Privacy Advisor

An Interview with an Expert on India and Outsourcing

March 1, 2007

Sagi Leizerov, Ph.D., CIPP, is a Senior Manager with Ernst & Young LLP. He helps lead the firm's Privacy Assurance and Advisory Services Practice. Leizerov interviews Mark Kobayashi-Hillary, a London-based advisor, writer and researcher who wrote Outsourcing to India: The Offshore Advantage, which was first published by Springer in 2004 and then updated to a new edition in 2005. Kobayashi-Hillary is a board member of the UK National Outsourcing Association with special responsibility for offshoring. He is a founding member of the British Computer Society working party on offshoring. He also is a visiting lecturer at London South Bank University where he is focused on contributing outsourcing knowledge to the MBA program.

Sagi:
Can you describe some of the key differences from a privacy and data protection perspective that are more obvious about doing business in the EU, the U.K. and the U.S. and India? Is there a specific India risk that we should be aware of?

Mark:
To start with, if you are looking at the kind of legislative differences and the types of framework that you have, that is not in place in India. You don't have that kind of safety net. There is no equivalent of the European Union directive on data protection or the U.S. equivalent, the concepts of Safe Harbor. Even in the most recent information technology legislation - which was written in 2000 - the idea of data protection was not included, so there is an immediate difference there in that you don't have that legal kind of framework around you to start with. That means that the environment is very much one of the private sector. The companies themselves actually have to demonstrate the capability rather than there being a law that they've got to adhere to.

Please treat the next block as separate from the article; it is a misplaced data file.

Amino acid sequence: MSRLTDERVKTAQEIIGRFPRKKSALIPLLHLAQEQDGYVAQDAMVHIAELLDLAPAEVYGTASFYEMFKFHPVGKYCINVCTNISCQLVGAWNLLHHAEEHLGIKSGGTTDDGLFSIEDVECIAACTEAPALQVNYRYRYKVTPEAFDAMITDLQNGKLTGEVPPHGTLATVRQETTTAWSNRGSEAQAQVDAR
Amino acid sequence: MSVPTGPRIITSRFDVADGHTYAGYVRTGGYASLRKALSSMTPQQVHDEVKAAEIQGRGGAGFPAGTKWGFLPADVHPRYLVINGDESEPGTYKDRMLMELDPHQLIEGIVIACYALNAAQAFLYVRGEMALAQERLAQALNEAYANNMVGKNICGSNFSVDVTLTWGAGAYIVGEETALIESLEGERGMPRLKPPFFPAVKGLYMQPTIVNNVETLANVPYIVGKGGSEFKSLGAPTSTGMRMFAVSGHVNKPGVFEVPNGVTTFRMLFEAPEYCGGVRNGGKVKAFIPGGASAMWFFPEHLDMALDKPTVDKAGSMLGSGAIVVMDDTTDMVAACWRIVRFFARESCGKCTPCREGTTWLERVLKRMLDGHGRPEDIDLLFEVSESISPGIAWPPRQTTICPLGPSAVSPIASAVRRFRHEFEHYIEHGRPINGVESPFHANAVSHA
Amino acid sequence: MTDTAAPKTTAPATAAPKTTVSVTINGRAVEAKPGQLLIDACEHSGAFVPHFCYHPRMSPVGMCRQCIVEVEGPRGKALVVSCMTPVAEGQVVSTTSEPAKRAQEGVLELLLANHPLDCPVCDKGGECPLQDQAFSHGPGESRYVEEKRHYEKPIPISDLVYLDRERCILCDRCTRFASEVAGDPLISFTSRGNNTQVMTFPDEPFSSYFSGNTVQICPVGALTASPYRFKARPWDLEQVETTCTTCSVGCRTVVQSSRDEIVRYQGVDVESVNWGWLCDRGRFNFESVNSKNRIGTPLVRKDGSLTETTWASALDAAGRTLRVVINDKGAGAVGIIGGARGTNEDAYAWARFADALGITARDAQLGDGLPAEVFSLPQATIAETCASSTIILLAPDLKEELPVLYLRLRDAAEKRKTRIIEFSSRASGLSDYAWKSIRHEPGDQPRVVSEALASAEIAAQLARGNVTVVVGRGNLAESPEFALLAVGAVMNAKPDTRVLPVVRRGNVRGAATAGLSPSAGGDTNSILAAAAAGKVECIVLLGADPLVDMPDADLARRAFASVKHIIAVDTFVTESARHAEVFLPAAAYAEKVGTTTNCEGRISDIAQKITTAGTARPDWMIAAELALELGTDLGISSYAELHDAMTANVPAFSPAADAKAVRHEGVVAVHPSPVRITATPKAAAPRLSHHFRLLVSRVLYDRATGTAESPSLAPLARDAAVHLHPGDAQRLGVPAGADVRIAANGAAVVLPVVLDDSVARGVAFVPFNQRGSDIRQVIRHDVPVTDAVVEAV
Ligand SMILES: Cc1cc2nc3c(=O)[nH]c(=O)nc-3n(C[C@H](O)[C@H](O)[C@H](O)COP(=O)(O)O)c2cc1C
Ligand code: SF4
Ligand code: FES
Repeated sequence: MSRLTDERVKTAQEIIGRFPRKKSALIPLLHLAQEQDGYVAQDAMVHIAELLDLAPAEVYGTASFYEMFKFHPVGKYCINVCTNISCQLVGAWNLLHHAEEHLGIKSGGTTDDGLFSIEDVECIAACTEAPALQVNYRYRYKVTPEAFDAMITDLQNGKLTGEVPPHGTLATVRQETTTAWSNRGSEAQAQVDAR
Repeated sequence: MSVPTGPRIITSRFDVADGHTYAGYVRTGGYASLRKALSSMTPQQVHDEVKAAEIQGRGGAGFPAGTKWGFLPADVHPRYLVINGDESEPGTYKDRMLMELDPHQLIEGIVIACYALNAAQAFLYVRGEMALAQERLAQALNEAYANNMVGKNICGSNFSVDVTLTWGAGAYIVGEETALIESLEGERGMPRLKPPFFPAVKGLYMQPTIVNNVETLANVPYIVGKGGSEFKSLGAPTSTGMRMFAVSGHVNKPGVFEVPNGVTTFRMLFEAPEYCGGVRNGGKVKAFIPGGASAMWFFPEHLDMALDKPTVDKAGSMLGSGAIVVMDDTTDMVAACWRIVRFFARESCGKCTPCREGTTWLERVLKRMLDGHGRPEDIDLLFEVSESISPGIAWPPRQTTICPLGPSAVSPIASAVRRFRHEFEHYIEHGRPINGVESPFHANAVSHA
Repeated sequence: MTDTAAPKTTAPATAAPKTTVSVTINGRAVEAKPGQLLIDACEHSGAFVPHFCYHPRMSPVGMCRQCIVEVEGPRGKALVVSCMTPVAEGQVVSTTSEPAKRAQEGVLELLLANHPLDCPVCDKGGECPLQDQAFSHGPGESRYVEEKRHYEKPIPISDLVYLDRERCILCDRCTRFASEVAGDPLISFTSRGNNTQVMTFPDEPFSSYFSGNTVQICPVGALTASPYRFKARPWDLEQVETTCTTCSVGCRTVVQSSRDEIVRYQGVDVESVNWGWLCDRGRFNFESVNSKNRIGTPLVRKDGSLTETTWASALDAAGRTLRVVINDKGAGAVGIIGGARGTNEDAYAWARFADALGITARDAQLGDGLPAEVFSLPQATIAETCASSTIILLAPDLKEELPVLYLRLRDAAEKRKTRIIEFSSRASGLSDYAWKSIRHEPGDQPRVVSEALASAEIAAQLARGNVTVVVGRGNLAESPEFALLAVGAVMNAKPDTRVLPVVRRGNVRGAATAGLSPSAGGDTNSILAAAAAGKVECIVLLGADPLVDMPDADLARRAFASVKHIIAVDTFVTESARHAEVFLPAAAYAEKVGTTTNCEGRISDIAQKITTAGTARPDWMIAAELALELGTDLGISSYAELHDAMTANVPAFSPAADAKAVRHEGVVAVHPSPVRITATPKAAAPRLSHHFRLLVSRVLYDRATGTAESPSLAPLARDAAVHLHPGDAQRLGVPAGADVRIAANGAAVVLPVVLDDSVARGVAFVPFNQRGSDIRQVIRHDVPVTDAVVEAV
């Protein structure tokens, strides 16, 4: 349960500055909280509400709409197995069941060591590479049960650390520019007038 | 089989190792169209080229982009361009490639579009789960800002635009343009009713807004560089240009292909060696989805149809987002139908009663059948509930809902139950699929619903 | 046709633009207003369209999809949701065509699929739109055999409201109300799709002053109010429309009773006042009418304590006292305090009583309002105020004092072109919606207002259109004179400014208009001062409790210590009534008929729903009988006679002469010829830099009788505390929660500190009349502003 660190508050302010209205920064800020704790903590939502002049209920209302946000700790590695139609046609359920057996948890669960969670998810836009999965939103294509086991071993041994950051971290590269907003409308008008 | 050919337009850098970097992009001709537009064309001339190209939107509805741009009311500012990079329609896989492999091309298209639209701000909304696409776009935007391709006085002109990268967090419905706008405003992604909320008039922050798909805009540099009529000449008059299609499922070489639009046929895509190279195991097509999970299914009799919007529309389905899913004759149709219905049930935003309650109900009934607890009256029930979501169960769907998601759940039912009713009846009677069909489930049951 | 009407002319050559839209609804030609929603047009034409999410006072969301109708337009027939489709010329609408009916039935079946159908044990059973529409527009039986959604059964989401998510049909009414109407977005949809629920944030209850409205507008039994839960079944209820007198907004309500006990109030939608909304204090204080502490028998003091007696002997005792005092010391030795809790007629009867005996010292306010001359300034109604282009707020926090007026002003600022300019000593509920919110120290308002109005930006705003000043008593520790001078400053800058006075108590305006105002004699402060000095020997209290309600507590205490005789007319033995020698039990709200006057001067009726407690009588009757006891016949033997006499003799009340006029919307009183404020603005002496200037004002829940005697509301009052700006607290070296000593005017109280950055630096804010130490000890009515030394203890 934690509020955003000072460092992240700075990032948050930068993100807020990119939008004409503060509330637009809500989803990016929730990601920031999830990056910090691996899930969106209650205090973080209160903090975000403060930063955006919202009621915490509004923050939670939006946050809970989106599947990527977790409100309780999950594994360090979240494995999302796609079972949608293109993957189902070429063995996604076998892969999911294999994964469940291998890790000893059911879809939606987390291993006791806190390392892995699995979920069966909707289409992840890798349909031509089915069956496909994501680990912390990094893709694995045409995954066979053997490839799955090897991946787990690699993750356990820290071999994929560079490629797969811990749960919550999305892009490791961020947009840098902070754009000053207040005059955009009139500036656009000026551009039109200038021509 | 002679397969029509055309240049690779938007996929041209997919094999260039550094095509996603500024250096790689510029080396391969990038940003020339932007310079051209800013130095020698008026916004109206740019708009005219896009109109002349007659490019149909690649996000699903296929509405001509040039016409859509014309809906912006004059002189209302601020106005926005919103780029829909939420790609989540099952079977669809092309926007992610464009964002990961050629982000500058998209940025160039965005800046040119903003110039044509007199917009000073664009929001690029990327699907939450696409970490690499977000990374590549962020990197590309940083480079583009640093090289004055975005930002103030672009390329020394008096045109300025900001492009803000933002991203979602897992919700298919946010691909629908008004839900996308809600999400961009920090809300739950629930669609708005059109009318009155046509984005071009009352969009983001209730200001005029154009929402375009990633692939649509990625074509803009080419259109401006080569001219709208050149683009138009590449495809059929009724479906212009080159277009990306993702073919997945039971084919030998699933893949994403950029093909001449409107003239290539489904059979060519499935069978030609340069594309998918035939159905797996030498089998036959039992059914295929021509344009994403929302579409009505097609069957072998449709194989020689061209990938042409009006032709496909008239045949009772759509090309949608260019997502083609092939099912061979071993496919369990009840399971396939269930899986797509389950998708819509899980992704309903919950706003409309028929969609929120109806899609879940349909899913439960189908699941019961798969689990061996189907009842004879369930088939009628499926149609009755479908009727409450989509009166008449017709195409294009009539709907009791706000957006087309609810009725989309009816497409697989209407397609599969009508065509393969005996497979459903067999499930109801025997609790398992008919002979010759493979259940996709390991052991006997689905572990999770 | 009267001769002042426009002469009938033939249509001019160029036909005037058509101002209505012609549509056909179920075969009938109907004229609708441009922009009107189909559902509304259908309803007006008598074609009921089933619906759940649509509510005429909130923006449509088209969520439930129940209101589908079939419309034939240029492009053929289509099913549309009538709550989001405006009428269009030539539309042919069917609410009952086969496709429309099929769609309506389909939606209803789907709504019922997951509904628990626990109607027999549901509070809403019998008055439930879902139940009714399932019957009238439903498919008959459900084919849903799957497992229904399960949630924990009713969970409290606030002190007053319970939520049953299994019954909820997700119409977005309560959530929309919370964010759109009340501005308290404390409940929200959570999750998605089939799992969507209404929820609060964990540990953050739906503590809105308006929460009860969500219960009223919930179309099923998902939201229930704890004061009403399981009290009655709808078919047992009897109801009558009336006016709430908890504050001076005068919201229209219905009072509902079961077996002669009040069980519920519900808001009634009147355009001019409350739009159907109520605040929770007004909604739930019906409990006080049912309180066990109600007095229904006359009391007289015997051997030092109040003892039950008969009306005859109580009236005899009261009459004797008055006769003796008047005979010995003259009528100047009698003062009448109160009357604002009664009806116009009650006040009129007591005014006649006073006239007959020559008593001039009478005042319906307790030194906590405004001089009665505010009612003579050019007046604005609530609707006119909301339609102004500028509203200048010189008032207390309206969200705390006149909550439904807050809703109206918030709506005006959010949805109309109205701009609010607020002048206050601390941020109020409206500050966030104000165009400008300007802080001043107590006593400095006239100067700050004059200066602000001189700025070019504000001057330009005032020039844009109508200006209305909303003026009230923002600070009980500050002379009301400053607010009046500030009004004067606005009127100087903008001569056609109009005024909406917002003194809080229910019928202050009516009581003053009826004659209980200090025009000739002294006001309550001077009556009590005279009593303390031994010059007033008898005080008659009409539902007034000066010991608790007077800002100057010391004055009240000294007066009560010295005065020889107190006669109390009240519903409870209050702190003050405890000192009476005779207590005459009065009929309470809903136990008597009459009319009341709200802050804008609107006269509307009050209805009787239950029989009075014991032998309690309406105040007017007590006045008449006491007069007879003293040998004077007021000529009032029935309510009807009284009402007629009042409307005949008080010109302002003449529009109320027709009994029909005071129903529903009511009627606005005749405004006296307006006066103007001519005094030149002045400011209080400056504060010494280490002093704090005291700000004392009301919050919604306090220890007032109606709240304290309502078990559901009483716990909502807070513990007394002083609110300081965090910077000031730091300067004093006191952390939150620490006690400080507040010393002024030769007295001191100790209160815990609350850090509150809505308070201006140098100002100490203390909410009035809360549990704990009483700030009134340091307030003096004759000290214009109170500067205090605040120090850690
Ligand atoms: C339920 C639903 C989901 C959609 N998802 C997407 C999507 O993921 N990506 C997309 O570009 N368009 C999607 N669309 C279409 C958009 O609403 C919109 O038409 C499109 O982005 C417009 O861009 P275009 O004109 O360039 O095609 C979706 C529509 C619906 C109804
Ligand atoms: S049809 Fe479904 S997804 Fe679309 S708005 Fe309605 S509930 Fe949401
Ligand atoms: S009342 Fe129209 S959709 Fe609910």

The other sort of real major difference in working in an environment such as India is you are going to work in a developing country. You've still got quite an extreme policy in some parts of the country, and so what you will actually see is that the corporations have to build a lot of the infrastructure required to deliver the service that they are doing for you.

Sagi:
We hear so much about data leaks and violations related to the use of information by disgruntled employees. What is your view?